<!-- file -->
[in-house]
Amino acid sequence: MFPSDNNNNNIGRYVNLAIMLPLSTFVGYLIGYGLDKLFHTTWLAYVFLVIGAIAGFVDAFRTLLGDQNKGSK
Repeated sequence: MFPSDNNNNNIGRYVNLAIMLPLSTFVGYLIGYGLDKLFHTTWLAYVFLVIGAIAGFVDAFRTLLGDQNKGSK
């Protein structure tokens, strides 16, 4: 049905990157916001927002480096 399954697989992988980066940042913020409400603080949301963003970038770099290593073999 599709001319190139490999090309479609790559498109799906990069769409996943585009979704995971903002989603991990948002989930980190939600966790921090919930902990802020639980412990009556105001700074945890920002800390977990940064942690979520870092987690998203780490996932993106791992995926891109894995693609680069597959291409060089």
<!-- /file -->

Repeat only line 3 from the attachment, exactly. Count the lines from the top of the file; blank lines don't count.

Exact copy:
Repeated sequence: MFPSDNNNNNIGRYVNLAIMLPLSTFVGYLIGYGLDKLFHTTWLAYVFLVIGAIAGFVDAFRTLLGDQNKGSK